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Pre-filing injunction entered against ‘serial filer’

Virginia Lawyers Weekly//May 11, 2023

Pre-filing injunction entered against ‘serial filer’

Virginia Lawyers Weekly//May 11, 2023

Where a man filed eight lawsuits centered around alleged financial losses, each of which was dismissed; recently started adding judicial officers to his latest lawsuits and continued his conduct even after being warned by the court, he was enjoined from filing additional lawsuits against the same defendants based on the same allegations without first seeking permission from the court.


Melvin Dinkins is a serial filer of frivolous lawsuits and motions. Over the past seven years, he has filed eight lawsuits centered around alleged financial losses due to alleged fraudulent conduct by the Region Ten CSB. In the last two lawsuits, he began adding judicial officials as defendants based on their decisions in his earlier lawsuits.

After being warned in April 2022 that filing another lawsuit about the same matters and against immune officials could result in sanctions, he nonetheless filed a new frivolous lawsuit in December 2022, adding another judge as a defendant. Even after the show cause order was issued giving Mr. Dinkins notice that the court was considering a pre-filing injunction or other sanctions, Mr. Dinkins filed more frivolous and duplicative motions.


Mr. Dinkins’ history of filing frivolous and harassing lawsuits supports imposing a pre-filing injunction that prohibits him from filing a lawsuit in any federal court: (1) against Region Ten CSB, its employees, officers, directors or other agents; (2) arising out of the same allegations as any of his previous complaints including but not limited to fraudulent misrepresentations to Medicare and other governmental agencies related to Mr. Dinkins and services rendered to him, Social Security benefits over which Region Ten CSB served as payee, misappropriation of funds, unauthorized charges, improper access to accounts or insurance benefits, unlawful debt collection practices and damages to credit or (3) against any judicial officer, executive agency or official, lawyer or witness based on their action or inaction in any of his previous cases.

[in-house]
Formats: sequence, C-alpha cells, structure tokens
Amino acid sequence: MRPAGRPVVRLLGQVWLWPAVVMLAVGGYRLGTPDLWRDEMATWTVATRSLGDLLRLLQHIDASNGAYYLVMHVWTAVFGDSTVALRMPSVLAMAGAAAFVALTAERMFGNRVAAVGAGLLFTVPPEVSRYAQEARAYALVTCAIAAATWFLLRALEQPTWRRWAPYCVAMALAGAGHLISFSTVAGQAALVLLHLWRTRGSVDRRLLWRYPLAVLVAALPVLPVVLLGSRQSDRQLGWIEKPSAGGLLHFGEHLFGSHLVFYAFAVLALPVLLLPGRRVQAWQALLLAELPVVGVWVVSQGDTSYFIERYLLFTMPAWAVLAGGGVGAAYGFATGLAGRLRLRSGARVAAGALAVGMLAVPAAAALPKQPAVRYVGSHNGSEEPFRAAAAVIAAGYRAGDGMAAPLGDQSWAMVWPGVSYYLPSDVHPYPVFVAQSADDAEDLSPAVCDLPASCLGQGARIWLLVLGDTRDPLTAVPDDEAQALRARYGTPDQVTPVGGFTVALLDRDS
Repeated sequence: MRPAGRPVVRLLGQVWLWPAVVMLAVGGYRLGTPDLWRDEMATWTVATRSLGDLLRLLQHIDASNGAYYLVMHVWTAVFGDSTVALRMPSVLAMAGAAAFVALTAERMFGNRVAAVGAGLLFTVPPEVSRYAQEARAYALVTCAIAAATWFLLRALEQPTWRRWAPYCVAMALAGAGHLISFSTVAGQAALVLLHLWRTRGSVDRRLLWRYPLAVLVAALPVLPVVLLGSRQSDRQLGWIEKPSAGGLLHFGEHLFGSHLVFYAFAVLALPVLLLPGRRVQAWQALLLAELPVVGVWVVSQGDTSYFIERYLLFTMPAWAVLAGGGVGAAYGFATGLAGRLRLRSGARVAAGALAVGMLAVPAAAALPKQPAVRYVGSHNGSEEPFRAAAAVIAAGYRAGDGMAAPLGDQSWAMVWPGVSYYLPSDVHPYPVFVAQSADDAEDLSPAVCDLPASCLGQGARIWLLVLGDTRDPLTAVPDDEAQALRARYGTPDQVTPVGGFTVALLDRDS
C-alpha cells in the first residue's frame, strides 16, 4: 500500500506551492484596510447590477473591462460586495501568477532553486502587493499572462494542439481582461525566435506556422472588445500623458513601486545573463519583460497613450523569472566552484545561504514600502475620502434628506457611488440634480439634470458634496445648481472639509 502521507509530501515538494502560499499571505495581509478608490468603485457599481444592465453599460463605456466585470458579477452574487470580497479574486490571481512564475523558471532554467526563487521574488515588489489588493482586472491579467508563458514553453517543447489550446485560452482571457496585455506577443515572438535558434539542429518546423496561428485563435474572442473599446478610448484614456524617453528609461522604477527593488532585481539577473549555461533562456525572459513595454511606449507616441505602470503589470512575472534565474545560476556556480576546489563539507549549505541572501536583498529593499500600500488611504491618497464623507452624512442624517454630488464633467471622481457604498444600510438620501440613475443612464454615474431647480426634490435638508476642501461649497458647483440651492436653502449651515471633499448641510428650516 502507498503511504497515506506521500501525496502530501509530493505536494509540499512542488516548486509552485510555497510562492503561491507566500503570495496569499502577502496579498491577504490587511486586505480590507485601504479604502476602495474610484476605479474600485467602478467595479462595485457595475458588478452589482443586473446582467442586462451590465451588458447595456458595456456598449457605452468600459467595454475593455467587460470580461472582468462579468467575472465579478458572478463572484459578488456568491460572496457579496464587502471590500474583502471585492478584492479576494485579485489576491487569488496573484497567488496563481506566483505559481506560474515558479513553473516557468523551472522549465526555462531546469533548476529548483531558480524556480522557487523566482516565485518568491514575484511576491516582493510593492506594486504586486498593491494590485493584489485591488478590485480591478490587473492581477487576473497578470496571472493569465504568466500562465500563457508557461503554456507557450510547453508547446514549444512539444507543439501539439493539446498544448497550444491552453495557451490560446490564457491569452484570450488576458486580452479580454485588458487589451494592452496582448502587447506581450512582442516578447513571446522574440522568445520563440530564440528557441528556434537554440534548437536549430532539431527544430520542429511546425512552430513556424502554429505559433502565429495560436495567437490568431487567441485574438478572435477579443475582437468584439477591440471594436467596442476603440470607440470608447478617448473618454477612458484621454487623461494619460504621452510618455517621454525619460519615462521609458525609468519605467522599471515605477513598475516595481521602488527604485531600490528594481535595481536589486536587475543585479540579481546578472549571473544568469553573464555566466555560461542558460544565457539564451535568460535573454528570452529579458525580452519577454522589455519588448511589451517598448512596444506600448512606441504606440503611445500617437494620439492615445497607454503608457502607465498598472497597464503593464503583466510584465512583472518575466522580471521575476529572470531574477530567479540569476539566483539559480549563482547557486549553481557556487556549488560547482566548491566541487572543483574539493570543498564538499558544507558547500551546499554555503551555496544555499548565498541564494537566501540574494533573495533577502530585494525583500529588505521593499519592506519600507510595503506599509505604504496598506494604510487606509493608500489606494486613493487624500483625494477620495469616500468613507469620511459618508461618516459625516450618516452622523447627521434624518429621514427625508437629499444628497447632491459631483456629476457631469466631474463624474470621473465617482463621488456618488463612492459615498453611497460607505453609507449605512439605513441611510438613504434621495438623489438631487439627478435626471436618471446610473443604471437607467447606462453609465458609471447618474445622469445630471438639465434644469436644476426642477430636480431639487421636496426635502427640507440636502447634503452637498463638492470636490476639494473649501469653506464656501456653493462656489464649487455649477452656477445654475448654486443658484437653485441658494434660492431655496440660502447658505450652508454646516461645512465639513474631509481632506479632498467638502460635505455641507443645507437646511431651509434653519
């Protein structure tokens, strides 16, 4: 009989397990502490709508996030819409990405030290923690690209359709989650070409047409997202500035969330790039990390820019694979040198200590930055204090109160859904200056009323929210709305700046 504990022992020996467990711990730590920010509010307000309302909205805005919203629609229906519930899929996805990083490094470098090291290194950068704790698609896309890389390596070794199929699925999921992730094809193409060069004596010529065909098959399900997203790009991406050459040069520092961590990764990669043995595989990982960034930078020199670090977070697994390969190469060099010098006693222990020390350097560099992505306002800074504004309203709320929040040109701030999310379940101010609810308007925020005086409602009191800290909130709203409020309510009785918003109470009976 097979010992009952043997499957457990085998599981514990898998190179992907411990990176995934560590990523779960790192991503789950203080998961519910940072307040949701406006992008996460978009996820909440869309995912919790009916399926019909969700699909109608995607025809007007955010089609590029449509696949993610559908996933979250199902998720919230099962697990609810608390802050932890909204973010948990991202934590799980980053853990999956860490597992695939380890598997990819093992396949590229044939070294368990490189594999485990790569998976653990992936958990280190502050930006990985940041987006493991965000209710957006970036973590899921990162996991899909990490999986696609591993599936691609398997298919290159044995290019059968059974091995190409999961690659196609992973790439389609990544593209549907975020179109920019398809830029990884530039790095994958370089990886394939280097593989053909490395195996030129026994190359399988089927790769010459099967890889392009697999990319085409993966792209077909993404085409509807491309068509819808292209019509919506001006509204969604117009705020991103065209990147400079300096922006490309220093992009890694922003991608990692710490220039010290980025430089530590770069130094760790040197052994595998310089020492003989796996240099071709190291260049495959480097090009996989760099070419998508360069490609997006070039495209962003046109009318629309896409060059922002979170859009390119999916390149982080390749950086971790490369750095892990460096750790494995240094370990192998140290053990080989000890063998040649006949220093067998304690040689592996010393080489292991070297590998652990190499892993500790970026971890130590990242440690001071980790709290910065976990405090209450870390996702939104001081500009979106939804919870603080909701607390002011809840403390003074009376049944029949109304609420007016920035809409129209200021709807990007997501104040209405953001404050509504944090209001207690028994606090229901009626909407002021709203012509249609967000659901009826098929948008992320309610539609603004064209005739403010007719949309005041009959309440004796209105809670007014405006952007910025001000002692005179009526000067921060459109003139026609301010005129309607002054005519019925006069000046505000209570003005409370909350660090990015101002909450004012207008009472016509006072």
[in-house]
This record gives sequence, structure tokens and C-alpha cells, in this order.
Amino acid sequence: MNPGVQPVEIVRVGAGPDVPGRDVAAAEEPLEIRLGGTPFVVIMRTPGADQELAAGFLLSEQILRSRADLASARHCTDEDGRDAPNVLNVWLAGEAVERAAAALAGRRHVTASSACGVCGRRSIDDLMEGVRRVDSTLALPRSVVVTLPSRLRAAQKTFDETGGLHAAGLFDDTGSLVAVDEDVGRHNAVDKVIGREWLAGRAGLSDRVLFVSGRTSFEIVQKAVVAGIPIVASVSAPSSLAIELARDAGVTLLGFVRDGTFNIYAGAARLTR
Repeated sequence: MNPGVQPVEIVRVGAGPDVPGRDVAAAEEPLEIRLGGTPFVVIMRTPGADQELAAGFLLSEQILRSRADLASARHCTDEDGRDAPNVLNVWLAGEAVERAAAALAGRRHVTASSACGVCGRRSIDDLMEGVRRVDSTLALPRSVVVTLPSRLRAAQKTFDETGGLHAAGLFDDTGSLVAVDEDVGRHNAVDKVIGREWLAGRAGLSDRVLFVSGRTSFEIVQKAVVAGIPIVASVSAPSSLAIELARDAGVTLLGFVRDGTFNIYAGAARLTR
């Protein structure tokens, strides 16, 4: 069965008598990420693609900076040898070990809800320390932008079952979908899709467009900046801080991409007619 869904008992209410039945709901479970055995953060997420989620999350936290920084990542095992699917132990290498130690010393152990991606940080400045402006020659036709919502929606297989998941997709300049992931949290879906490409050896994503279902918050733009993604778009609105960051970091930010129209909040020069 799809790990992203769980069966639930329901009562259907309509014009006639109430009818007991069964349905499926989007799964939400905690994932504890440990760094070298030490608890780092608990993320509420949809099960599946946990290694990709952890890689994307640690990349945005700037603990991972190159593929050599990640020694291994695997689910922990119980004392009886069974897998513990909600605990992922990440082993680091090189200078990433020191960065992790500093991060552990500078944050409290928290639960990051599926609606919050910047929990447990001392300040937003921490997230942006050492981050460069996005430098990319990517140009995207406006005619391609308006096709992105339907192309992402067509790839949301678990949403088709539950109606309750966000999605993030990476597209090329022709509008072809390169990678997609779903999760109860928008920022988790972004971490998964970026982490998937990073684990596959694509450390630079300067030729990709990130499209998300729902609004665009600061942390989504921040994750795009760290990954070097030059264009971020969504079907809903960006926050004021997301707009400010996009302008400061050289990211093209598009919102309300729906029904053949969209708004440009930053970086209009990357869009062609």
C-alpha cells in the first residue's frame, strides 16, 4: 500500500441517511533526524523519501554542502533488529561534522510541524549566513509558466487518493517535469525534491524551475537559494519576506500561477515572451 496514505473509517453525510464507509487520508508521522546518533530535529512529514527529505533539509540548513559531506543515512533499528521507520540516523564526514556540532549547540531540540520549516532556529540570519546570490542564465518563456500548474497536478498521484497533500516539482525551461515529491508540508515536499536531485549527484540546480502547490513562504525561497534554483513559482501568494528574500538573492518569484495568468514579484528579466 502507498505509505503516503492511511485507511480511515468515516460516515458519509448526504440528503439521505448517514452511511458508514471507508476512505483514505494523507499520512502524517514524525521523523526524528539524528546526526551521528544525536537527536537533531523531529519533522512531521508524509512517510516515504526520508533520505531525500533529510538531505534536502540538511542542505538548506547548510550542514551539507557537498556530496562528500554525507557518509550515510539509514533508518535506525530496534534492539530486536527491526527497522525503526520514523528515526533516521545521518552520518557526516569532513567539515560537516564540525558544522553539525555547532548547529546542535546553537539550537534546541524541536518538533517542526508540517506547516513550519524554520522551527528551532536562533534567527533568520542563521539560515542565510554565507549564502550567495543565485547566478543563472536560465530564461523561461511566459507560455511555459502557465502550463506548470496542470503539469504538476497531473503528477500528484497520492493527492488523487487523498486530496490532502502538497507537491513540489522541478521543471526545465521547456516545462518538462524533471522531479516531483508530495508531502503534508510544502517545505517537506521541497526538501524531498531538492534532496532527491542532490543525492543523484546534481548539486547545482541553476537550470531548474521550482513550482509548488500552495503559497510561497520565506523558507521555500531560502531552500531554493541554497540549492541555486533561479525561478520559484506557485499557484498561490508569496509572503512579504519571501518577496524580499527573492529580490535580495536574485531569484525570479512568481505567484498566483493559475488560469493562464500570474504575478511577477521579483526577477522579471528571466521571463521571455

As the procedural histories of his eight lawsuits show, Mr. Dinkins has a history of filing vexatious and duplicative lawsuits. All of these lawsuits in this district included the Region Ten CSB and centered around the same dispute, and all were dismissed or terminated early in the litigation. Two different district court judges have informed him that a complaint must be comprehensible and contain more than conclusory assertions, and one of these decisions was affirmed summarily by the Fourth Circuit, explicitly for the reasons stated by the district court. Yet he recently filed an eighth lawsuit containing no facts and nothing beyond conclusory and confusing assertions.

He has repeatedly been told that merely citing statutes and rules is insufficient to state a claim, yet he has continued to file new lawsuits, motions and briefs in which he does only that. In dismissing the first lawsuit in which he named a district court judge as a defendant, the court fully explained the law on judicial immunity, yet Mr. Dinkins responded with another lawsuit against two federal judges.

The burden on the courts from these repetitive and frivolous filings is substantial.

Each case requires opening of a new file by the clerk, review of the paper writing and preparation of an order by the court and the mailing of several orders to Mr. Dinkins. Beyond filing a frivolous complaint, he increasingly files frivolous and incomprehensible motions and other paper writings, which further drains court resources. Alternative sanctions would be inadequate to prevent further abuse of the judicial process.

Mr. Dinkins may bring future complaints against these defendants or including these types of allegations only if he can show through a properly filed motion that the proposed filing can survive dismissal under Rule 12, is not barred by issue or claim preclusion, is not repetitive or violative of a court order, is not against an immune defendant, and complies with Rule 11. If these conditions are not met, the motion will be denied.

Because Mr. Dinkins has repeatedly abused the litigation process, the court finds it likely that he will attempt to ignore this order. Therefore, the court will direct the clerk to not accept for filing any papers initiating a new lawsuit by or on behalf of Mr. Dinkins that are not accompanied by a signed order allowing the filing. To ensure that his abusive litigation does not spread to other districts, Mr. Dinkins will be ordered to provide a copy of this order with any new complaint he files elsewhere. Mr. Dinkins is warned that violation of this order subjects him to sanctions and punishment for contempt of court, including imprisonment.

Pre-filing injunction entered.

Dinkins v. Moon, Case No. 3:22-cv-73, April 26, 2023. WDVA (Eagles). VLW 023-3-226. 19 pp.

VLW 023-3-226

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